**Because hydrogen-oxygen rockets tend to be very slow, any probe would likely also utilize gravitational boosts by flying near the outer planets, increasing its speed while not using any propellant. Other engines could also utilize this, but the amount added is very small compared to the overall speed.

***It is likely impossible to have an staged antimatter rocket with a mass ratio of 64, since antimatter tends to annihilate when it touches normal matter. An antimatter fuel tank would have to be arranged to keep the antimatter suspended completely away from the rest of the normal-matter rocket This figure is based on a mass ratio of 8 (that is, three stages, each consisting of a mass ratio of 2).

As you can see, even today’s hydrogen-oxygen rocket technology is more than sufficient for crossing (and thus colonizing) the galaxy in the given. Keeping a ship working for a billion years is definitely a challenge, but if aliens have billions of years to work on the problem, they’d probably be using antimatter rockets and know how to keep them operational for the several hundred thousand years necessary.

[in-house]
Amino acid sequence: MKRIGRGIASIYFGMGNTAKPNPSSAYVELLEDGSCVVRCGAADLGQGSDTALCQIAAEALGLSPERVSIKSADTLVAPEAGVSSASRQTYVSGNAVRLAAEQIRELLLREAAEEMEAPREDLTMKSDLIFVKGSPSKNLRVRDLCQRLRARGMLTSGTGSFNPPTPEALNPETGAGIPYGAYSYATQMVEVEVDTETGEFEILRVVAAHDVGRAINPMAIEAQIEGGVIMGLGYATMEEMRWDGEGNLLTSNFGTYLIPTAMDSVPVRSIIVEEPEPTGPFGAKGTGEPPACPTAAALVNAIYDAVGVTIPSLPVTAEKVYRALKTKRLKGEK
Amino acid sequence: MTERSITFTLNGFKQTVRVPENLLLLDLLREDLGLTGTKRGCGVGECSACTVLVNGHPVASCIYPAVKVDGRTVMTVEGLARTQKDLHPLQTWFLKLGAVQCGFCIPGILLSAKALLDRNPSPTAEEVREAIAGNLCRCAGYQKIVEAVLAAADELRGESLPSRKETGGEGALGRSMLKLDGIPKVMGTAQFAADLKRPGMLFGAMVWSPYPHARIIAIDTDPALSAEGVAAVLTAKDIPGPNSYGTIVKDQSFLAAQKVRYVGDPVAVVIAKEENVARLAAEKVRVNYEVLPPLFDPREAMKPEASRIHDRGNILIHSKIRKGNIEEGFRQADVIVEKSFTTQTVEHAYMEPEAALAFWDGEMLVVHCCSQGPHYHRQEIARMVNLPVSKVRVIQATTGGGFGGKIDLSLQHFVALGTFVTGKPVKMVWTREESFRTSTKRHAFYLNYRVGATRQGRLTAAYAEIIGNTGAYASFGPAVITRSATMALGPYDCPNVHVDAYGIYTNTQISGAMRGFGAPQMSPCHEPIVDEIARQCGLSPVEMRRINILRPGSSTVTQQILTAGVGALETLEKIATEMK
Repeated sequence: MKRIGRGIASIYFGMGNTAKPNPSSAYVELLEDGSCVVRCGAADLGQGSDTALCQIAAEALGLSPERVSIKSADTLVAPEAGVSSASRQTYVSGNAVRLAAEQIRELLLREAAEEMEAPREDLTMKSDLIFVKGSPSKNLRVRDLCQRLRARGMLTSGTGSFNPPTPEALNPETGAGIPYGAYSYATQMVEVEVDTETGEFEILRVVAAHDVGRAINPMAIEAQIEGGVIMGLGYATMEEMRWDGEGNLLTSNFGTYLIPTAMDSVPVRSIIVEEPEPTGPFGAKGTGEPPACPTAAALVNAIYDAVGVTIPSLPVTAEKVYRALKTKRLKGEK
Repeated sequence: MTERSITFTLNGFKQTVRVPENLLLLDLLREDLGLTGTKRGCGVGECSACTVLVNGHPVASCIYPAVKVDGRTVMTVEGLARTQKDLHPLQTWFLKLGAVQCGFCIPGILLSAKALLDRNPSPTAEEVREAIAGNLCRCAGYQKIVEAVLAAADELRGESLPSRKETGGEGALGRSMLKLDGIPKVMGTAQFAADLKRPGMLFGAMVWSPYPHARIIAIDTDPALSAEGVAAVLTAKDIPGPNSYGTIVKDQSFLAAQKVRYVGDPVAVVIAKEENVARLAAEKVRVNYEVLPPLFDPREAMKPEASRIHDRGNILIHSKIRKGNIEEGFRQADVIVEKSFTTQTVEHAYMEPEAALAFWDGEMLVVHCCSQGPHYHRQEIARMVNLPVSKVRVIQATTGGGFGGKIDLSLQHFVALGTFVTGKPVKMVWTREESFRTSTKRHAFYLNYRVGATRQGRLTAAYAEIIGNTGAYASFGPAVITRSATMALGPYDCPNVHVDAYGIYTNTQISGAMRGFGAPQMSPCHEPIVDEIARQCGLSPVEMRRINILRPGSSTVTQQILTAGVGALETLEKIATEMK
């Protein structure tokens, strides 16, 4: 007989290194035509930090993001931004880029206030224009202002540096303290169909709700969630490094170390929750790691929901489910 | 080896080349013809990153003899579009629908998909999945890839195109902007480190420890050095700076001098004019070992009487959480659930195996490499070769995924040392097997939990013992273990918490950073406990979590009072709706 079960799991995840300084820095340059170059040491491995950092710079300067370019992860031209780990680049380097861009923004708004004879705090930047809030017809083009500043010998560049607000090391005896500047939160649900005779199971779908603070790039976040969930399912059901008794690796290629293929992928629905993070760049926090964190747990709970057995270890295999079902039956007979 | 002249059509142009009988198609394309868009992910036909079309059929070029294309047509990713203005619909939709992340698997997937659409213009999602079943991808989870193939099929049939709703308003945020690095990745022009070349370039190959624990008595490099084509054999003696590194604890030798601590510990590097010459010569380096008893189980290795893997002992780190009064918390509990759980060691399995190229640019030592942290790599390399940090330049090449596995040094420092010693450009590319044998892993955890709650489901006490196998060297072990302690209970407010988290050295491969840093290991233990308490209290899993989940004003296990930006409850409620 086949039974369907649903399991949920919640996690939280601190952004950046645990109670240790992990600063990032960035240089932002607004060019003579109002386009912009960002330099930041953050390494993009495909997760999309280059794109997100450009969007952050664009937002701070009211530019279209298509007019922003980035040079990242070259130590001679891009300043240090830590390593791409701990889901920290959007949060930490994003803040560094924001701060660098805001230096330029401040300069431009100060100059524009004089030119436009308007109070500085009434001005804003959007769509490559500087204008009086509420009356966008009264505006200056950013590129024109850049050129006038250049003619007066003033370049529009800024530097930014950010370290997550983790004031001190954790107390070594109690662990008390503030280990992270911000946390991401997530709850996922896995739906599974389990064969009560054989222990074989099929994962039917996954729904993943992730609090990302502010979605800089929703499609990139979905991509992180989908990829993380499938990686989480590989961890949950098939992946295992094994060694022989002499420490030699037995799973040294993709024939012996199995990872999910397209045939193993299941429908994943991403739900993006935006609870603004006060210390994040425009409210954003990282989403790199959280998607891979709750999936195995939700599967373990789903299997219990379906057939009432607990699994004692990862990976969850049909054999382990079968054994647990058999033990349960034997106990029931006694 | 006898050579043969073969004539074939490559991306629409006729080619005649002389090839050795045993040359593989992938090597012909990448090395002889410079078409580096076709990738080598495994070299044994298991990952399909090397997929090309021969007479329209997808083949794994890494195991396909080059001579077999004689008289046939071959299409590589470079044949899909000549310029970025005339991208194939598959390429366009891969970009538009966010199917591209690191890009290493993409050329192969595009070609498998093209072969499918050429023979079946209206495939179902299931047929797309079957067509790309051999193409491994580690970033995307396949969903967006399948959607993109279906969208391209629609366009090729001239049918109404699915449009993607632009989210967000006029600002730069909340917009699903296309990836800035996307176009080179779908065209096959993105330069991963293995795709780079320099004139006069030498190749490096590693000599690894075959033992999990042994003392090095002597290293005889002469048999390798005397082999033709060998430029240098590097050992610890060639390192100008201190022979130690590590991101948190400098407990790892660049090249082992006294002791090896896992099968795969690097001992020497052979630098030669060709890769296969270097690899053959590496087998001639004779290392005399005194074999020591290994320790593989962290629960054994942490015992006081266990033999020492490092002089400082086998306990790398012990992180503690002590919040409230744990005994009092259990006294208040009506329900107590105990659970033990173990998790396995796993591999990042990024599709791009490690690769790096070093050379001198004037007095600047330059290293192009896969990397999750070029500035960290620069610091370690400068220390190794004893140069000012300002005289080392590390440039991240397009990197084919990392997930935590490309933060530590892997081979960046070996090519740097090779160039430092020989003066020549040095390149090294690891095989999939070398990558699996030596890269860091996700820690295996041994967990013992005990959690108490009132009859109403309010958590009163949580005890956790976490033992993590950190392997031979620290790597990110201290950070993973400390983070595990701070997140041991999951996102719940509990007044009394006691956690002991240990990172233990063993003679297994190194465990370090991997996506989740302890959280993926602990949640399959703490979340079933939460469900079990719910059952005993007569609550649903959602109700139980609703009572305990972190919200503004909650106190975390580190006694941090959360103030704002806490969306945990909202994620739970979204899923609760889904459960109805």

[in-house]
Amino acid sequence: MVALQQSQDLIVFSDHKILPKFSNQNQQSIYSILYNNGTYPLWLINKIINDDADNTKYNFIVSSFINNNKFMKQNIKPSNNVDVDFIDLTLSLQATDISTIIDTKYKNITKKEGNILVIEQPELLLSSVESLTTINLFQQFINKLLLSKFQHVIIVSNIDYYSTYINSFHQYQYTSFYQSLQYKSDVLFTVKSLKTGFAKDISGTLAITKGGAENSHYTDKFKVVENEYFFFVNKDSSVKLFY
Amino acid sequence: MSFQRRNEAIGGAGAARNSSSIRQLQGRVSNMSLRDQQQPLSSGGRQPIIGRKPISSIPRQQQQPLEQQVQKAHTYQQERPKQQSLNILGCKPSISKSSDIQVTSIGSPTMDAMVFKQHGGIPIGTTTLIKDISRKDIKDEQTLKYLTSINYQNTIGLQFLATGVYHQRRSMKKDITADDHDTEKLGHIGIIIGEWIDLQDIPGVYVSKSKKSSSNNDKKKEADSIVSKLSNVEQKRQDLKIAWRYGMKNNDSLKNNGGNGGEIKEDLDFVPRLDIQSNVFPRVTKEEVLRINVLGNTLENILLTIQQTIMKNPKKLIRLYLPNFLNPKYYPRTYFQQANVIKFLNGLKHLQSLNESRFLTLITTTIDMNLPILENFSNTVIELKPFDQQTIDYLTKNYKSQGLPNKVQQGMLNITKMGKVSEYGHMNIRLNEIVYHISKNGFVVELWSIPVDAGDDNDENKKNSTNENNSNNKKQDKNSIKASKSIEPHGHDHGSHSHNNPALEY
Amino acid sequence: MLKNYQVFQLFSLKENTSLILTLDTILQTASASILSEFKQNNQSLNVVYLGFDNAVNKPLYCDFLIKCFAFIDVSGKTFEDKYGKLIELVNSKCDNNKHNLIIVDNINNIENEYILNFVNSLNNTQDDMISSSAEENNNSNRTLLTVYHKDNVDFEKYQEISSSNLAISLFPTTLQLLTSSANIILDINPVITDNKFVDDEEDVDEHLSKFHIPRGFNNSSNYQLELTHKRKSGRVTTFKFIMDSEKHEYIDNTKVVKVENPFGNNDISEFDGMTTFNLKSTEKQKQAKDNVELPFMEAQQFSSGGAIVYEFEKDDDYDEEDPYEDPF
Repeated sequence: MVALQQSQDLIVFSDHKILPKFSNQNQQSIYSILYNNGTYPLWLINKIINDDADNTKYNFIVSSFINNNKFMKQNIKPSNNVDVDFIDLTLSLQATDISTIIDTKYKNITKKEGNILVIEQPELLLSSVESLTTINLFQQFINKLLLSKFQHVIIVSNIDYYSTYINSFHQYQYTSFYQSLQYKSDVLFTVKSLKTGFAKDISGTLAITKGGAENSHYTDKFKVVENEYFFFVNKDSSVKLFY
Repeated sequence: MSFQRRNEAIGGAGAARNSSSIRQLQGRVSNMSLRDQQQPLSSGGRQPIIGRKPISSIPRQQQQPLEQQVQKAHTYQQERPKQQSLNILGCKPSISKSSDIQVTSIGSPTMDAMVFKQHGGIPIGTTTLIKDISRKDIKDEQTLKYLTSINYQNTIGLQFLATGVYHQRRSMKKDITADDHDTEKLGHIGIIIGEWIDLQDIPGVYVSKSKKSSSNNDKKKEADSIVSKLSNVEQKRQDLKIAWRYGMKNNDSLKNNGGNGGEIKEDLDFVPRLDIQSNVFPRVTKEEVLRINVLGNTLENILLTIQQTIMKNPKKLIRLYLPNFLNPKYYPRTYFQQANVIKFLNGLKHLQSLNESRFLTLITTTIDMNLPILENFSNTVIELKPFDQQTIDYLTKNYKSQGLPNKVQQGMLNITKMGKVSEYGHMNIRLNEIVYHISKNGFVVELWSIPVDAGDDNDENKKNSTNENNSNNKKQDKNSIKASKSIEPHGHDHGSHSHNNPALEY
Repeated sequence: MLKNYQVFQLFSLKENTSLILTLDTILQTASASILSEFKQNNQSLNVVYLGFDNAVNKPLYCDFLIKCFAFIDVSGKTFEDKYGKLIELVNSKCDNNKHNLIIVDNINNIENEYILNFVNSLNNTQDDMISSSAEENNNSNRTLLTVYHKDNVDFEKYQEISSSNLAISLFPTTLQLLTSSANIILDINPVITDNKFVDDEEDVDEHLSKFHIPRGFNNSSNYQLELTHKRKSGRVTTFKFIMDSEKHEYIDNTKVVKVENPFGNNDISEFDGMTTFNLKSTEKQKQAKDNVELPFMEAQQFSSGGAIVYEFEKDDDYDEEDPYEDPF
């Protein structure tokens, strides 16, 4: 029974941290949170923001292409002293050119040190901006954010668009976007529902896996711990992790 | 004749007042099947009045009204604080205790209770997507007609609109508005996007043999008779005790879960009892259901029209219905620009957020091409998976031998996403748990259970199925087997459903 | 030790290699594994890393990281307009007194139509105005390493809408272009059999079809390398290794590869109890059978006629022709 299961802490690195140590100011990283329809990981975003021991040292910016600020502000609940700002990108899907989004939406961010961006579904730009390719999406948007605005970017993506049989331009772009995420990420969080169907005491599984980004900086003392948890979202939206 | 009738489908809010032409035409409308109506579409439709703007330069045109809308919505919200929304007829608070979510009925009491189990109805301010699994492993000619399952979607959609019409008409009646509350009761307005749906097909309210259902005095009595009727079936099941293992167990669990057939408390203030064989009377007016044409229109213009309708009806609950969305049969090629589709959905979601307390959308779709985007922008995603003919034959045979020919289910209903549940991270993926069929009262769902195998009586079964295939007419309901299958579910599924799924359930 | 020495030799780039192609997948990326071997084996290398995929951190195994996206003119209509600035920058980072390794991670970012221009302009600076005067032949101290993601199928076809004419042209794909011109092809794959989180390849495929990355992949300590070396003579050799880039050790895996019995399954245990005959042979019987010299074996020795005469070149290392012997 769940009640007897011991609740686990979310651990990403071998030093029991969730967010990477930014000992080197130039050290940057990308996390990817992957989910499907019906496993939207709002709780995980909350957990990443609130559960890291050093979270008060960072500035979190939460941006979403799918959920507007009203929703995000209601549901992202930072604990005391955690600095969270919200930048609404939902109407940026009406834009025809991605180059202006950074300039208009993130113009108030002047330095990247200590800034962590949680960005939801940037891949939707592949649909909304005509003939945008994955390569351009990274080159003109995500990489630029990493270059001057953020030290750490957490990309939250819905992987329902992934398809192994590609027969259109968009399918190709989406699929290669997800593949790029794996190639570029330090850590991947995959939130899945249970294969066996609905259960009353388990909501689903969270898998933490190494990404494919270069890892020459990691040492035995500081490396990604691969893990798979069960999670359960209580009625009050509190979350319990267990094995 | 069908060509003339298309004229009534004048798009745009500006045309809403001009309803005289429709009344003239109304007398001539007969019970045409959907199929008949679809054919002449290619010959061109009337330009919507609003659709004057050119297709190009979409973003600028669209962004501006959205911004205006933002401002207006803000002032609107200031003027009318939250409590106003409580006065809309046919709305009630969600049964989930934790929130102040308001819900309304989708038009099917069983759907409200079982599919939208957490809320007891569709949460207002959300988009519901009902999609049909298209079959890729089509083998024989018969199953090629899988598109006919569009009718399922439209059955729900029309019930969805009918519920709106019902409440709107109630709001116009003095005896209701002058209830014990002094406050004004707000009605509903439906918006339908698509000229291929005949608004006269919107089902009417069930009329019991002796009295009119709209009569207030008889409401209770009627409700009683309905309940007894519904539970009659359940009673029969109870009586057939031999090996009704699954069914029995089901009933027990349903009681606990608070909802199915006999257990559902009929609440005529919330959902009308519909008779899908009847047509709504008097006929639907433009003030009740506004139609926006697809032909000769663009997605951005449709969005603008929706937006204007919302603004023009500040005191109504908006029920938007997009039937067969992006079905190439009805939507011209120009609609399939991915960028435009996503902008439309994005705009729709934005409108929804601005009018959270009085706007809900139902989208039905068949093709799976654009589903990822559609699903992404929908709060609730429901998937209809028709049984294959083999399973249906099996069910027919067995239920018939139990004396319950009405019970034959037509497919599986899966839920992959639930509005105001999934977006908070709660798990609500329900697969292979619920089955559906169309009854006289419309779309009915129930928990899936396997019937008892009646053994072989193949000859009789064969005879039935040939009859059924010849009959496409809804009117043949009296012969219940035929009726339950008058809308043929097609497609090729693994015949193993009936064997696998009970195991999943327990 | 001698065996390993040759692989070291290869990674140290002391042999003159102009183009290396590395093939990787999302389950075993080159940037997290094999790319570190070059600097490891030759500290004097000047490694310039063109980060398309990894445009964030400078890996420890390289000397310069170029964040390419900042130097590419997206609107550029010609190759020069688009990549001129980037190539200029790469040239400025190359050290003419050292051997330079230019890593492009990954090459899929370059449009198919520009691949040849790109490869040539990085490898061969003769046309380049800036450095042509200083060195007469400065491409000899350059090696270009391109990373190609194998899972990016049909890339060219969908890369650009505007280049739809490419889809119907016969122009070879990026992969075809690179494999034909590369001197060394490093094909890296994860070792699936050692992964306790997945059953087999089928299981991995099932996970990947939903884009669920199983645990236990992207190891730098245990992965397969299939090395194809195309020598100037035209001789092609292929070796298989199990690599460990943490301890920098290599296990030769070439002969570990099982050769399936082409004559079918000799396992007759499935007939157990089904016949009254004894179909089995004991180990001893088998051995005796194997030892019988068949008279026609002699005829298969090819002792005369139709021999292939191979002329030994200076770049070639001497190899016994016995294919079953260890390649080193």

But why would they come here? Our solar system is just one in two hundred billion. There must be many interesting locations to explore. The odds that they would choose ours are literally billions to one.

But it is more useful to see the galaxy from the alien’s perspective (which is actually not very different from our own). We live in one tiny patch of space and want to know as much about the rest of the galaxy as possible. Sending probes to stars one at a time is very inefficient. The mathematician John von Neumann showed that by using self-replicating robotic probes, one can create a vast number of interstellar probes for very little cost (you only have to pay for the first one). These probes would utilize the resources found in other solar systems to make copies of themselves, then send the copies off to the next star system. The aliens wouldn’t just colonize a few stars, they would colonize all the stars.

More likely, it would be desirable to make all the probes in your own star system using the resources available then launch them all at once. This is better because A) you avoid two robotic probes heading to the same star system B) you avoid the problem of a probe coming upon a system that has no resources and so can’t make a copy of itself and C) you can better control the self-replication process, avoid any accidents.